The essential characteristics of this solution adopted by the 3GPP/UMTS standard may be inferred from the diagram of FIG. 1. This scheme for data encoding, which is applicable in the cellular-communication environment in so far as it functions also with just one antenna in reception, basically envisages that the sequence of the input bits (b0, b1, b2, b3) is transmitted unaltered via a first antenna A and is, instead, subjected to a combined action of shuffling and of complementing that is such as to bring the sequence of four bits referred to previously to be sent for transmission via the second antenna in the form of the modified sequence (b2, b3, b0, b1).

From the point of view of QPSK coding and its representation in complex notation, this operation on the bits is mapped in a conjugation if the second bit (LSB) of the pair is complemented or in a conjugation with phase reversal (i.e., multiplication by −1) in the case where it is the first bit (MSB) of the pair that is complemented.

To complete the picture of the currently available solutions, it is also possible to cite the technique known as BLAST (Bell Labs Layered Space-Time), which contemplates the use of more than one antenna both in transmission and in reception. With this technique, spectral efficiencies higher than 30 bits/sec/Hz have been obtained, which cannot be obtained with conventional detection schemes, in environments that are not very noisy or not noisy at all and affected by multiple reflections.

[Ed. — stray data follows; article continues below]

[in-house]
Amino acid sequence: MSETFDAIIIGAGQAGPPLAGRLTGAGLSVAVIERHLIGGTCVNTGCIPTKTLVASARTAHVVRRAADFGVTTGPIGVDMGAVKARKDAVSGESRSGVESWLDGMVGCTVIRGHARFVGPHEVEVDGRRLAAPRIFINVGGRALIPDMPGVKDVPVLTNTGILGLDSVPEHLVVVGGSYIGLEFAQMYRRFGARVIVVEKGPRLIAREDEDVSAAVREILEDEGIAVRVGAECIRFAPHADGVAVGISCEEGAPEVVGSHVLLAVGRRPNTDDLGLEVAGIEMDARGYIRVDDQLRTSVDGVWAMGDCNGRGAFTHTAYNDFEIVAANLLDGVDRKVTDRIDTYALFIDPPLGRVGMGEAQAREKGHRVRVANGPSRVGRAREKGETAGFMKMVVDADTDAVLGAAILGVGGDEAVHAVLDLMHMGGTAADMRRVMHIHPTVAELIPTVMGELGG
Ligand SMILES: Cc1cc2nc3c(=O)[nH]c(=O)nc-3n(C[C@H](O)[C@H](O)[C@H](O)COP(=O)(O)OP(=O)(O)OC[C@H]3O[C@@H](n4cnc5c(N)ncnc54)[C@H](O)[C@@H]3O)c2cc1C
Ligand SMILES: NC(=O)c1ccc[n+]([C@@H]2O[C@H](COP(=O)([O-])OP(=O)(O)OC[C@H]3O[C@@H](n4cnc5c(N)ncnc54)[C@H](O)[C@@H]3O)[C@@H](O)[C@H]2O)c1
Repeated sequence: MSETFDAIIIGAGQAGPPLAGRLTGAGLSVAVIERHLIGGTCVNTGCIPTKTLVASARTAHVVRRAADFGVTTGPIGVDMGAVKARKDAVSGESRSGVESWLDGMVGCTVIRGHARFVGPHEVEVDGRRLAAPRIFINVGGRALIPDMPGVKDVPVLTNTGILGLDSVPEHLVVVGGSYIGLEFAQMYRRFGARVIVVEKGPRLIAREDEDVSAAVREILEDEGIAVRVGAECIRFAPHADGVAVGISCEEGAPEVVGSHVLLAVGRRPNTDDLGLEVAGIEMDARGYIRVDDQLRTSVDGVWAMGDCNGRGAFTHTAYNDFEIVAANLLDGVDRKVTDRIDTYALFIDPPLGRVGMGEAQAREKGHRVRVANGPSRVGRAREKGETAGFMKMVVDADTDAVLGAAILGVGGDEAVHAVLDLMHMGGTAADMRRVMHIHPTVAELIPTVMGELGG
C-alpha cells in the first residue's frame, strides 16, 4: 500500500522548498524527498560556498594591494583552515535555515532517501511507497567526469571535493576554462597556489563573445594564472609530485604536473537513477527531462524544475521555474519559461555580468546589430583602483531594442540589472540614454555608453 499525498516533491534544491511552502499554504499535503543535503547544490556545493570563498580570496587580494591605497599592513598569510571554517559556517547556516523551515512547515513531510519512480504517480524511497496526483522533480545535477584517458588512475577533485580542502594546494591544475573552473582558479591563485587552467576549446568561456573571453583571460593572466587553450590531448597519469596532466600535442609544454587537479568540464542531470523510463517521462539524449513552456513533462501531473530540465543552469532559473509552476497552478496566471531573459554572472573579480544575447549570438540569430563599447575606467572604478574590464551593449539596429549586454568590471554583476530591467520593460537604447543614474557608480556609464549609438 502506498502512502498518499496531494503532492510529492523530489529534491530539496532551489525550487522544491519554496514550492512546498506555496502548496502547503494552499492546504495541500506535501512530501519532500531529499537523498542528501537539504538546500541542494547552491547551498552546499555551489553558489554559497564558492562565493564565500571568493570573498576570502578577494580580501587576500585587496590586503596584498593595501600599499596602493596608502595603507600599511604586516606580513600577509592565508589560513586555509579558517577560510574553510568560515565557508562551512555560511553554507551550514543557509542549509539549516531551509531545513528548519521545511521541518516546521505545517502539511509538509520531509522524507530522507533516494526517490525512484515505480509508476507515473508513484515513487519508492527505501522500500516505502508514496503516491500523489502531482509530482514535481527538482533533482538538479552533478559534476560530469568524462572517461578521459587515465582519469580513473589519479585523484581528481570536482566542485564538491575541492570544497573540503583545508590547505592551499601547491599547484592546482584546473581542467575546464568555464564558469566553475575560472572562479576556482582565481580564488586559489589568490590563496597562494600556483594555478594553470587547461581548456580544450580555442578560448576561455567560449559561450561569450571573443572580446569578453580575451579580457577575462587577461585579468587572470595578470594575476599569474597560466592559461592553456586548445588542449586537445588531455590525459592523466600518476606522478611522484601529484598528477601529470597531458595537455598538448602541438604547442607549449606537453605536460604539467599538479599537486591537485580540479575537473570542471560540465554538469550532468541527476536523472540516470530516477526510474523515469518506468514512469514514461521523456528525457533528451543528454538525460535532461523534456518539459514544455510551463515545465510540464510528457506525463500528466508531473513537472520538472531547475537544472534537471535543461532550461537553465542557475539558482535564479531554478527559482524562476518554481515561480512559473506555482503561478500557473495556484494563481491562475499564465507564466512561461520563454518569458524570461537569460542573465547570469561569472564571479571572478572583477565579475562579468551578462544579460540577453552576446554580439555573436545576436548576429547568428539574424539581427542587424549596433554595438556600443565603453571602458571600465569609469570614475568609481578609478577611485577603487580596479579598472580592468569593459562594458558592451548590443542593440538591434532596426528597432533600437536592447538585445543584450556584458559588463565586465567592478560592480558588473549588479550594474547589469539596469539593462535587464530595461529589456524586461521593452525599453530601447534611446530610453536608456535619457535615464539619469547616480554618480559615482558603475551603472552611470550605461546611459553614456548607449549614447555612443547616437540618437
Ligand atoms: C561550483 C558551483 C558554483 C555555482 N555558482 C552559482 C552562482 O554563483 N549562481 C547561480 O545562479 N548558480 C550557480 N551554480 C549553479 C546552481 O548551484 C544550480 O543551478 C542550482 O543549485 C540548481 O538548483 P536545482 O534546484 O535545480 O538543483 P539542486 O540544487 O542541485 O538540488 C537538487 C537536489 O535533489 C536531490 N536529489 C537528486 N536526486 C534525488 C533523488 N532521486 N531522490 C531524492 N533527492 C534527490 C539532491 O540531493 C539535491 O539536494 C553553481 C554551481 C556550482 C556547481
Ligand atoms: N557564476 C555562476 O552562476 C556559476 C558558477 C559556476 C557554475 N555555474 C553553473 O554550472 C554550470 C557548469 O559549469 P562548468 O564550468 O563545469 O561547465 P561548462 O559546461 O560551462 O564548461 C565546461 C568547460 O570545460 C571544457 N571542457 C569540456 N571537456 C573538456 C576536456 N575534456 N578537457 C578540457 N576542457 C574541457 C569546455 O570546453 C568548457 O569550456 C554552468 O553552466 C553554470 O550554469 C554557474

Also a solution known as V-BLAST (Vertical BLAST) can be cited, which is substantially based upon a scheme that is simplified as compared to the BLAST technique, such as not to require codings between the flows transmitted and such as to enable, albeit with a presumably lower complexity, a performance in terms of spectral efficiency that is comparable with that of the BLAST technique.

At the moment, there are being studied techniques that envisage further improvement of the performance of the system by increasing the number of antennas in transmission and by partially modifying encoding, albeit by maintaining the compatibility with respect to the preceding versions of the 3GPP/UMTS standard—Release 1999.

For example, in the document RP020130 (now TR25.869) entitled “Tx diversity solutions for multipath antennas” presented at the TSG-RAN Meeting No. 15 held on Mar. 5-8, 2002, there is proposed the solution represented in FIG. 2.

This is, in practice, a scheme that contemplates the presence of four antennas or, more precisely, four pseudo-antennas designated, respectively, by Aa, Ab, Ac and Ad. By adopting said scheme, the input signal x(t) is subjected, in a block designated by S, to the STTD-Rel. '99 coding procedure for each pair of antennas. This procedure uses the technique also known as Alamouti space-time block coding for generating two distinct signals x1 and x2, which are to be subjected first to a multiplication by respective factors χ and ξ in two multipliers in view of the supply to the antennas Aa and Ac. The same signals are once again subjected to a multiplication by two factors e and e, respectively, (in practice, a phase rotation is performed) in view of the supply to the antennas Ab and Ad.